Thursday, March 12, 2015

High Storm Surge Potential as Four Active Tropical Cyclones Spin in the Pacific and Indian Oceans


The tropics continue to threaten high storm surge potential as four active tropical cyclones spin in the Pacific and Indian Oceans.  The cyclones are Severe Tropical Cyclone Pam, which is approaching the Island Nation of Vanuatu, Severe Tropical Cyclone Olwyn, which made landfall in Western Australia and is currently tracking from north to south along the coastline, TC Nathan, which is nearly stationary off the coast of Queensland, and Tropical Storm Bavi, which is in the Northern Hemisphere, and forecast to track on the north side of Micronesia.

http://earth.nullschool.net/
Four active tropical cyclones are visible in this atmospheric circulation map provided by the Earth Wind Map project.
Link: http://earth.nullschool.net/.

Severe Tropical Cyclone Pam threatens to inflict the most severe damage, as this category-5 tropical cyclone bears down on Vanuatu. On Mar 12 at 1800Z, the Joint Typhoon Warning Center (JTWC) estimated Pam’s intensity at 140 kts (259 kph, 161mph), which essentially classifies Pam as a category-5 cyclone in any rating system around the world. Pam is also a large cyclone, which gives greater potential for damaging winds and storm surge generation. Unfortunately, Pam continues to track slightly west of south, and has not yet begun a curve to the south and southeast, which means Pam is tracking perilously close to Vanuatu’s southern islands, and may make a direct landfall.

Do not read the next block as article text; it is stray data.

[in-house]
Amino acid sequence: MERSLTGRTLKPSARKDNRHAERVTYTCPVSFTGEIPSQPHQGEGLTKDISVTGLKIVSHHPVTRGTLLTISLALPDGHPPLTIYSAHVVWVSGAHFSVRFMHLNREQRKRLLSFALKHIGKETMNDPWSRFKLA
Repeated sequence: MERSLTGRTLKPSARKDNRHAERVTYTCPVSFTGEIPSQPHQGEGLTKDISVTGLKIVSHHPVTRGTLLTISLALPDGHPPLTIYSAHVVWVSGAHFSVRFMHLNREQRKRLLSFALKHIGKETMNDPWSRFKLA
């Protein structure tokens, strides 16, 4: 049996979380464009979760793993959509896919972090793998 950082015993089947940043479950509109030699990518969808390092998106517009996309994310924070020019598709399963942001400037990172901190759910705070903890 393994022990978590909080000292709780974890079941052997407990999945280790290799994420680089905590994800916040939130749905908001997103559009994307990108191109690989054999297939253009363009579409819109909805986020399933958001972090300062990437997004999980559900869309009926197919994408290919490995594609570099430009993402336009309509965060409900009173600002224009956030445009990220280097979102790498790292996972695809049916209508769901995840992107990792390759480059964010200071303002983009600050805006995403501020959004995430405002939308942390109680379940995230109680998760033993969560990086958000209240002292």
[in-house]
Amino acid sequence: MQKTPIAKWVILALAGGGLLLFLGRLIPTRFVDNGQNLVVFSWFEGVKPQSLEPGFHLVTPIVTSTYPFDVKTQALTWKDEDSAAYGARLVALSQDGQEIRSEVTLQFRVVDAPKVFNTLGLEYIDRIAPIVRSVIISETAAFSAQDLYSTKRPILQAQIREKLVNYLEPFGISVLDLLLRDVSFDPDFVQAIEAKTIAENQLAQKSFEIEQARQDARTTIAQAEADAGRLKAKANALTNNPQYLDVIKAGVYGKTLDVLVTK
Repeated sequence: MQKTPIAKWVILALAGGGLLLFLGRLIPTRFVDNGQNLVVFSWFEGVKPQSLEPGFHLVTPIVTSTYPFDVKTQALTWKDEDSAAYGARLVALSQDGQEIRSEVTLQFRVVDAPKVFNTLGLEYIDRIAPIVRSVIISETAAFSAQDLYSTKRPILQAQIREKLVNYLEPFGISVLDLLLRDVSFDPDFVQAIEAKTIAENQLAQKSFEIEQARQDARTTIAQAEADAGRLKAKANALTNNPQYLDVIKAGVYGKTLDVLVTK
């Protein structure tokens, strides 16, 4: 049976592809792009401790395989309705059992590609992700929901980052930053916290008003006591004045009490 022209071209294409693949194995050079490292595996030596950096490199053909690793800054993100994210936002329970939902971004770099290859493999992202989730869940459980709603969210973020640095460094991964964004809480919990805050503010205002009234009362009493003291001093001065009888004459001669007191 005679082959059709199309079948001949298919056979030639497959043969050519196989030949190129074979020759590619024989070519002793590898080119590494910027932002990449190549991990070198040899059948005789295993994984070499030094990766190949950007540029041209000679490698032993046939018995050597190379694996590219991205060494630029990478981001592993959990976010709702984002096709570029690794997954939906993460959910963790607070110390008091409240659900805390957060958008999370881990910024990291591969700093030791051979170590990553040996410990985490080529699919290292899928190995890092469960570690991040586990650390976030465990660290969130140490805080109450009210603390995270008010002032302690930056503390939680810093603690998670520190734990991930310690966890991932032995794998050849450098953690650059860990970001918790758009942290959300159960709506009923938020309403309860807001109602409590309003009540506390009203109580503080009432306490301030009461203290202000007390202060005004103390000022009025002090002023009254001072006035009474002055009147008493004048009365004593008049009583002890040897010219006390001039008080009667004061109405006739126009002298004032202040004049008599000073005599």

http://www.ssd.noaa.gov/PS/TROP/floaters/17P/flash-vis-long.html
 NOAA’s visible satellite image shows TC Pam approaching Vanuatu. 
Source: http://www.ssd.noaa.gov/PS/TROP/floaters/17P/flash-vis-long.html

The JTWC estimates Pam’s maximum significant wave height at 13 m (44 ft). Significant wave height is the mean height of the highest one-third of the waves. NOAA’s WAVEWATCH 3 (WW3) ocean modeling predicts similar significant wave heights, with heights building to at least 15 m (50 ft) after Pam passes south of Vanuatu.

http://www.ssd.noaa.gov/PS/TROP/floaters/17P/flash-vis-long.html
 NOAA’s WAVEWATCH3 forecasts significant wave heights, swell heights, wave periods, wind speed and direction.

Storm surge forecasts are not provided for Vanuatu or Fiji, however, Vanuatu Meteorological Services forecasts “phenomenal seas” exceeding 10 m (33 ft) through Sunday. In my previous post, I uploaded photos of storm surge flooding in Tuvalu, approximately 700 miles (1125 km) northeast of Pam. As this storm surge was generated when Pam was less developed, we can only imagine the terrific waves and surge that will pound the coasts of Vanuatu and Fiji during the next 24 hours.

Severe Tropical Cyclone Olwyn made landfall near Exmouth, Western Australia, as a category-3 tropical cyclone, and then took a sight seeing tour as it tracked along the coastline, maintaining category-3 status. As of 11:00AM WST, Olwyn’s maximum sustained winds were 150 kph (93 mph). This intensity would be a strong category-1 hurricane in the Atlantic.